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Women take a great leap forward

By CNN's Hugh Riminton in Shanghai

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Shanghai has one of China's most established social scenes.
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HOT ECONOMY
GDP GROWTH
2001: 7.3 percent
2002: 8.0 percent
2003: 9.3 percent
2004: 9.5 percent
2005: 8.0 percent (est.)
Source: IMF

(CNN) -- Women of the world take note: there's a new club on the block.

Female, upwardly mobile Chinese internationals, or "fumchis," consist of a generation of Chinese women born into the best of times.

At a cocktail party thrown for visiting jazz singer Laura Fygi in Shanghai, the fumchis are out in force, and the mood is buoyant.

"If you are under 25, literally you have never had a bad day in your life. Ever since you were born, every day has been a better day than the day before," entrepreneur Yue-Sai Kan says.

"They know there is no limit to what they can accomplish as long as they work very hard," she adds.

Annie Wang, novelist and social commentator, is the ultimate networker on the Shanghai scene.

"People want to take this opportunity to enjoy their womanhood because they have seen their mothers suffer or have sacrificed so much for their children," she says.

"A woman like me -- I want to go to a Western society, I want to be liberated, I want to be able to do the things I want to do!"

For years, Wang wrote a Sex and the City-type column -- the People's Republic of Desire. She found young women torn between wanting a faithful husband, and tasting the new fruits of freedom.

"Some people tell me I want to be wilder than the westerners -- so that shows I am cooler than westerners if I can do things they don't dare to do, and I am even more cutting edge," she says.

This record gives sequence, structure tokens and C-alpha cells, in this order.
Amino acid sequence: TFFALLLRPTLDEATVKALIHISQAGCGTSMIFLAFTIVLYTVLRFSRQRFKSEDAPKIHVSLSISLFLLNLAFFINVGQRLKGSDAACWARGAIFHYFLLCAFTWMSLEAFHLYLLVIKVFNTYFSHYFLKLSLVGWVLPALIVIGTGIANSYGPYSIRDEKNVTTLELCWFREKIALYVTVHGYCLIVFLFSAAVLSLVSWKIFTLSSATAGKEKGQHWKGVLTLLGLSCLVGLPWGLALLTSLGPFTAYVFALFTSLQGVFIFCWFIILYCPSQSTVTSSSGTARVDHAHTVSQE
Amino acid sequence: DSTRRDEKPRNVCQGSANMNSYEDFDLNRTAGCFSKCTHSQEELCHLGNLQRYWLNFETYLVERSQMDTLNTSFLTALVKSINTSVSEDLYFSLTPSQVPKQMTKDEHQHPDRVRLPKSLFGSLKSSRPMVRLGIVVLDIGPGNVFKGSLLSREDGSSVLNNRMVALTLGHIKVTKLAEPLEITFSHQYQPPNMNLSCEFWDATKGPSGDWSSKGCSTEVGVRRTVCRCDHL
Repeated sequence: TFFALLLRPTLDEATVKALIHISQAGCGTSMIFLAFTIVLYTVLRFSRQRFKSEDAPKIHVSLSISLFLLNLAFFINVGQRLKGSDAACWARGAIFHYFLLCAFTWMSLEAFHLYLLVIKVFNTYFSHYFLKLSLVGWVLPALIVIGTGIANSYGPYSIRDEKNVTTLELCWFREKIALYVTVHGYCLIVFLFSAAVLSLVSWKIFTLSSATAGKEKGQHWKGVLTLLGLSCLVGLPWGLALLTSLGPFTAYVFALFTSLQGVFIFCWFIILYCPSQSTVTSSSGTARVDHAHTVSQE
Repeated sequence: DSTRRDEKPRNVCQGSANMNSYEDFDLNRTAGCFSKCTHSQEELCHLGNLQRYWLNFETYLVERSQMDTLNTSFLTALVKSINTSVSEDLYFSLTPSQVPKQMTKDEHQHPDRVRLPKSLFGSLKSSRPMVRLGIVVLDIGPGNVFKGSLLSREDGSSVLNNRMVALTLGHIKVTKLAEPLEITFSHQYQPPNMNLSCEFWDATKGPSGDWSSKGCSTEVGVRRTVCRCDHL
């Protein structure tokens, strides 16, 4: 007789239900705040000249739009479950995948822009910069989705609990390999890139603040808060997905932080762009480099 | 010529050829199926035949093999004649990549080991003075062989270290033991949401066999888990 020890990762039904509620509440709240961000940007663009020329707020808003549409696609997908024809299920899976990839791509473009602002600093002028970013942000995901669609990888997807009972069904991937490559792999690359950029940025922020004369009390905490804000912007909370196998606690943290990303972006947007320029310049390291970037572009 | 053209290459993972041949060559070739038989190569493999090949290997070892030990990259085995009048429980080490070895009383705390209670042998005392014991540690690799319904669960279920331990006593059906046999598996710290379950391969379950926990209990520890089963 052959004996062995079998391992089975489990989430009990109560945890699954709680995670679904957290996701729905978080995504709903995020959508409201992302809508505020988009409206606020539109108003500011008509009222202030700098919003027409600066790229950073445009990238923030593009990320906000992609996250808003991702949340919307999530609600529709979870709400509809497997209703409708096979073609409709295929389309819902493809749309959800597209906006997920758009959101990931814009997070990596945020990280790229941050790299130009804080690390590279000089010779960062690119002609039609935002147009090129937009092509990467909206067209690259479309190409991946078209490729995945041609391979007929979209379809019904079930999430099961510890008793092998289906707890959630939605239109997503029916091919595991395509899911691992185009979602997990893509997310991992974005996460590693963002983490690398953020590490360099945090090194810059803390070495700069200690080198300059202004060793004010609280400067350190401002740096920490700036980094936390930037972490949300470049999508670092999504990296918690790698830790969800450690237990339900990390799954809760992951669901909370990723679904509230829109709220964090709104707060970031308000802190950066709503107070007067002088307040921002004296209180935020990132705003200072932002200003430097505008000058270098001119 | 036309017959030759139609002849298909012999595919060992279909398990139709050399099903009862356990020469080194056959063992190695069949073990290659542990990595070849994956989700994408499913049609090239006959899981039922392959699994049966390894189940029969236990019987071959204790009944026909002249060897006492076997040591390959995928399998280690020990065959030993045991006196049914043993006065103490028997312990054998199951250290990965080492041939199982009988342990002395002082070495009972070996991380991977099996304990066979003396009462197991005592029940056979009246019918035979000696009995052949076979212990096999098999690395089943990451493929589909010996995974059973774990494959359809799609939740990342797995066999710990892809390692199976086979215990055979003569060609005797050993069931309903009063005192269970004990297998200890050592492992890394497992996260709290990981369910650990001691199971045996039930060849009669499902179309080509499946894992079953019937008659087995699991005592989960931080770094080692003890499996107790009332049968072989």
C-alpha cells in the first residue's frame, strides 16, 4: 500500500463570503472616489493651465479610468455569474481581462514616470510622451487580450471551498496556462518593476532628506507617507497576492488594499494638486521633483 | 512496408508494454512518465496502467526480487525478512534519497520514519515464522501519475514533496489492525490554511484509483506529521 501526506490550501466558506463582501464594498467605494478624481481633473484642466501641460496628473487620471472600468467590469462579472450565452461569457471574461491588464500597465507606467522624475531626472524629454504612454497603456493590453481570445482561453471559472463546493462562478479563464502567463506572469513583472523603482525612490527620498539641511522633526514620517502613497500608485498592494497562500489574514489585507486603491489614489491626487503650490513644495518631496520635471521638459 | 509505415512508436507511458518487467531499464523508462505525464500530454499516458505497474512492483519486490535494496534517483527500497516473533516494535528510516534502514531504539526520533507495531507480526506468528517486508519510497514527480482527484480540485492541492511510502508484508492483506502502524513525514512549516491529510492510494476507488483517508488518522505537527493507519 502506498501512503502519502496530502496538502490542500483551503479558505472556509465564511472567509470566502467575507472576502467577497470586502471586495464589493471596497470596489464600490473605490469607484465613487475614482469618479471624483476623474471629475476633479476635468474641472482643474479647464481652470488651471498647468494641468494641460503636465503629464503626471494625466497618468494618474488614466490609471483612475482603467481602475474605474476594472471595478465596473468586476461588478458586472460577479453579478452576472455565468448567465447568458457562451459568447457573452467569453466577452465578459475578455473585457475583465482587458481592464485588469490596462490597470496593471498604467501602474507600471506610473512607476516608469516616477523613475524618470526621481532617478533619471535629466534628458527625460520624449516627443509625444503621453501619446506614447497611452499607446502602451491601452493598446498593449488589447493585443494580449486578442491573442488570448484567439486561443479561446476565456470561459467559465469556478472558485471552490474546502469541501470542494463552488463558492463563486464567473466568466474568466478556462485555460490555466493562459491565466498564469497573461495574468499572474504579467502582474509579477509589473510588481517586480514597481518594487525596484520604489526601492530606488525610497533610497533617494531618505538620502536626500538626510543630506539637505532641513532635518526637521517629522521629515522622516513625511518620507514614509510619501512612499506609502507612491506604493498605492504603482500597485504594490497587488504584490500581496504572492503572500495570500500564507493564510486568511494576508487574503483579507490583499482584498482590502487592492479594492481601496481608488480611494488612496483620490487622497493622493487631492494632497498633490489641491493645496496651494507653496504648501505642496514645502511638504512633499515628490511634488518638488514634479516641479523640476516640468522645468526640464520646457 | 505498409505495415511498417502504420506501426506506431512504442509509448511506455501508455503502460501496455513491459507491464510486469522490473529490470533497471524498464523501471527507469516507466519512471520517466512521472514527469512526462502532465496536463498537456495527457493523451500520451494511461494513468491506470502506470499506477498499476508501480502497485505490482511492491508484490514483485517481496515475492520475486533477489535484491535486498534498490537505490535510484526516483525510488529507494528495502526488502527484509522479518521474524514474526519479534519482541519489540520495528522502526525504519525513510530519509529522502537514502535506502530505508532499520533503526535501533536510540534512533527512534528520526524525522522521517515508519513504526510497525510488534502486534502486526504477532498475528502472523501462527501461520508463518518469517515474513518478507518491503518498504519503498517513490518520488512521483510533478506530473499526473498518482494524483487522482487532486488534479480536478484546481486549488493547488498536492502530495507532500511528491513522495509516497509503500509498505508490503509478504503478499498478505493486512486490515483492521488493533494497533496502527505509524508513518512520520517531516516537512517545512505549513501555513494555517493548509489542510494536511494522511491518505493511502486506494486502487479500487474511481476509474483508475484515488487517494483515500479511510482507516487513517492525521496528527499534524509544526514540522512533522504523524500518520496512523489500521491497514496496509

Amid industrialists and the oilers of the wheels, the party is full of multi-lingual young women running publishing or marketing businesses, often representing top-flight Western brands.

The guests include former Olympic sprint swimming champion Joey Zhuang, who now heads her own media firm. There is nothing, it seems, standing in her way.

But can it all really be this easy?

This generation of women might have escaped the Great Leap Forward and the Cultural Revolution, and China's "one-child" policy might have relieved them, whether they like it or not, of endless motherhood.

But this is a cultural revolution all of its own, which brings pressures in its own right.

"China is still a male-dominated country -- you can't deny that. It's still much easier for a man to do business in China than it is for a woman," laments businesswoman Eva Ho.

Wang also has concerns.

"People don't want to talk about politics, people don't want to talk about literature. People just want to talk about very, very practical things -- can I get a good job? Can I get a good car? I worry a little bit about the soul-lessness," she says.

But these concerns aside, in this new, glittering China, it's clear that there is a social and sexual revolution underway -- if not a political one.


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